Saturday, February 28, 2015

Anselm Kiefer, Exhibit B, and Controversial Works

I started writing this months ago...but never got around to finishing it.  But it keeps coming up in conversations I have so I'm posting it now for posterity.   It's a bit of messy thinking and questions with literally no answers. 

With thanks to @ChurlishMeg, Laura and I visited the Anselm Kiefer exhibit when we were in London in November.  It sparked some interesting conversation about controversial artists.

Kiefer is a post-WWII German artist who was one of the first of his generation to wrestle with the Nazi era.  At time when few in Germany were addressing the German history he confronted German identity and used in some of his earlier works Nazi imagery.  As his work evolve his use of symbolism became more nuanced and evocative--grand celebratory spaces, sunflowers, lead pipes, fields (with people and objects buried beneath them).  He moves from personal space to the public space as the symbol. He confronts when and where we build monuments to our ideas. He looks at how we create spaces to inspire and unite ideas--including highly destructive ideas. And then those spaces are abandoned or destroyed through wars.  But does that stamp out the ideas?

After we saw the exhibit (and got lost in the Hyde Park Winter Wonderland crack nightmare), I started to think about how art can be misinterpreted.  If Kiefer's early work had come to light in an internet age I can see how quickly his early work could have been seen as possibly pro-Nazi and quickly shutdown. But seeing a retrospective of his lifetime of work it was interesting to see his style and approach change and how that earlier work fit into the entire picture.   

It made me think about other work lately that has raised questions of appropriateness and work that has not seen the light of day because of protest--the first instance was the Barbican pulling Brett Bailey's Exhibit B, the second was Death of Klinghoffer being stopped from being broadcast in movie theaters. 

Death of Klinghoffer did get performed live at the Metropolitan Opera despite accusations of antisemitism and after I saw it I was really glad that important work was shared.  But I found myself happy that Exhibit B was shutdown even though I never saw it. And I wondered if I was being hypocritical about that.  As Isaac Butler's essay on The Interview points out, one cannot criticize work that one has not engaged with. 

Was it enough for me to accept reports from artists such as Selina Thompson that as an artist of color Exhibit B's point of view was racist and that it was perpetuating destructive acts of colonialism.  Did I need to see it for myself?  Did more people need to see it to dismiss it?  Frankly at the time I was thrilled that a work that just on the surface seemed revolting had been closed down. Exhibit B was not just depictions of racist scenes but used performers to demonstrate them.  And here was a white South African artist expounding on issues of colonialism in Africa using black performers to do so.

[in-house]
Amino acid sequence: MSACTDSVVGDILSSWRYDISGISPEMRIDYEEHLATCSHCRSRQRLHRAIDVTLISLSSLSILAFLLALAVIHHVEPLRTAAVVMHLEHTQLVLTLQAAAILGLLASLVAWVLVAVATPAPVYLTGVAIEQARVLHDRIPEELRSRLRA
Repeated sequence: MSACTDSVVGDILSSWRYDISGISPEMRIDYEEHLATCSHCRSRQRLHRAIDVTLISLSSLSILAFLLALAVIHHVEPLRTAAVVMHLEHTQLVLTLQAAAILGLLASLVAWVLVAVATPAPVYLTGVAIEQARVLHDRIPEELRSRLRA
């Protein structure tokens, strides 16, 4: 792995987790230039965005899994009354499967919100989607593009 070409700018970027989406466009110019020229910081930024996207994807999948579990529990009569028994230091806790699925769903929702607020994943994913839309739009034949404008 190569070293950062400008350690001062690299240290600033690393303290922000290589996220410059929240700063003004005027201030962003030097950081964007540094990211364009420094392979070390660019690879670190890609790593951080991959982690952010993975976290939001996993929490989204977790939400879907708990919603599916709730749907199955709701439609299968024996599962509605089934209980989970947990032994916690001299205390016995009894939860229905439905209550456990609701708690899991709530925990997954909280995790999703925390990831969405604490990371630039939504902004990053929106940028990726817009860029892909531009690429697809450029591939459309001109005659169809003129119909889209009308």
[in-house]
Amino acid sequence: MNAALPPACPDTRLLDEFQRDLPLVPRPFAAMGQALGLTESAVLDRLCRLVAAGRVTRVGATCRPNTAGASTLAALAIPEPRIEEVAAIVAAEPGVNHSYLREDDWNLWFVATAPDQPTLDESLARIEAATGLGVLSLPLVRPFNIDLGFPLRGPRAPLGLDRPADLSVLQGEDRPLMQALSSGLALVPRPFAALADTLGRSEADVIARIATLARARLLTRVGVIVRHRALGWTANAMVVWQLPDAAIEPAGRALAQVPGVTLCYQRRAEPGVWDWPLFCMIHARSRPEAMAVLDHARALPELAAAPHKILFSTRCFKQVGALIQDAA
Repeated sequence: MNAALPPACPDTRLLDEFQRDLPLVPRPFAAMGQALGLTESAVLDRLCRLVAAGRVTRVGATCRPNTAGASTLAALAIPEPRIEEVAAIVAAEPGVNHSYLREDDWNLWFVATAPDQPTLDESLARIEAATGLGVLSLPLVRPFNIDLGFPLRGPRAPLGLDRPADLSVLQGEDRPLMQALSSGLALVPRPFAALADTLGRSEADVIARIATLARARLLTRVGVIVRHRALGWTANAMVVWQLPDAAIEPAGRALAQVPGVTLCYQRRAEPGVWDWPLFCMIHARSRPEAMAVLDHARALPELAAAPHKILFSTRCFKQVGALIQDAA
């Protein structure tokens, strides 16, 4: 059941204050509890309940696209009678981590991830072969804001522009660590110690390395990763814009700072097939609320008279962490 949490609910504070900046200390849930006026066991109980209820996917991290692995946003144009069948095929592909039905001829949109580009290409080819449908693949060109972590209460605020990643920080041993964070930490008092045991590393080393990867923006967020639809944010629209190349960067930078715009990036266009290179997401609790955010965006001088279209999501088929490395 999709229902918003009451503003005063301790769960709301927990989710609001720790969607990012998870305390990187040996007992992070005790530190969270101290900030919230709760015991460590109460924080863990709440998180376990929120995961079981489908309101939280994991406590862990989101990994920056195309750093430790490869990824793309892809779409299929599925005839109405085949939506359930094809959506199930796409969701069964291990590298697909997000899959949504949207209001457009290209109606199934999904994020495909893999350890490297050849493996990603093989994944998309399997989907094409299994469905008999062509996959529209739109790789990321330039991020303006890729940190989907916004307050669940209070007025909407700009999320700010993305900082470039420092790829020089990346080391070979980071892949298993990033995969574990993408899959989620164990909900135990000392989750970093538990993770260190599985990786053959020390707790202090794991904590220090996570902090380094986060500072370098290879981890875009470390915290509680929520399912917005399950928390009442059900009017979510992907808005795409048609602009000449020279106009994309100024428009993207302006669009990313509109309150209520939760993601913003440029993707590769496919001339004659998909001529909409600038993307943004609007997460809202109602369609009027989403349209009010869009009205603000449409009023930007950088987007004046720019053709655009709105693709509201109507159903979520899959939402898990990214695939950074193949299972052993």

I continue to have strong feelings about The Scottsboro Boys.  I left that show wanting to vomit in the street in anger and revulsion.  For me it did not do enough to comment on the form it was using--a minstrel show--to criticize that form.  Having a white creative team did not help matters.  In the end I felt like I was trapped in racist minstrel show and I was really angry about being put in that position.

But should it never have existed.  Was it better that audiences saw it?  My reaction was certainly a minority position.  Others find it powerful for the reasons the creative team seemed to intend whereas I felt like it was perpetuating the issues it had set out to criticize. 

Point of view is everything when it comes to art tackling challenging subject matter.  Who is speaking, what they are saying, and how they are saying it are crucial to the analysis (for instance the recent Hamilton).  And of course misinterpretations of intent and expression can certainly occur.  But as one of my film school teachers used to say--once you put it up on screen, your intention goes out the window.  How it is taken by people will become how people see the work. 

But also do we need to look at whose voices we are amplifying and whose voices we deny space to?  Was my issue that Exhibit B was yet another white artist whitesplaining racism and colonialism in a world where we hardly let artists of color have space to do so?

Neo-Nazi's could appropriate Kiefer's images and see support for their cause.  But I guess I was most concerned with people being comforted in their racism by seeing something like Exhibit B.  If the work is taken on face value, and people walk through a human zoo, using the language of past racist acts which we have never really truly dealt with or wrestled with, and never question that that is a problem for our humanity.  But does that mean that exhibit should not exist in the first place.  Is it more important to walk through a protest outside which might help reframe your view and help you question the exhibit?  The protests around Klinghoffer certainly made me want to see the work and judge it for myself. Would it be better to see the work and start the conversation?

I feared that we would not even get to that conversation with Exhibit B.  We need to address the most deeply embedded aspects of racism in our cultures but it seems we struggle to have even basic conversations about racism.  Would we really be able to engage in the difficult, hard conversation that Exhibit B would require?  There were the many inappropriate selfies at Kara Walker's A Subtlety exhibit but she then turned the camera on audiences and filmed people's behavior at the exhibit.  She thinks it's part of the conversation.  So maybe I'm being wildly paternalistic.  Or I don't have enough faith in humanity.  Or I'm a terrible snob. 

But just this month I had to argue with someone that there's no such thing as reverse racism. So maybe I'm just really pessimistic about the world we live in.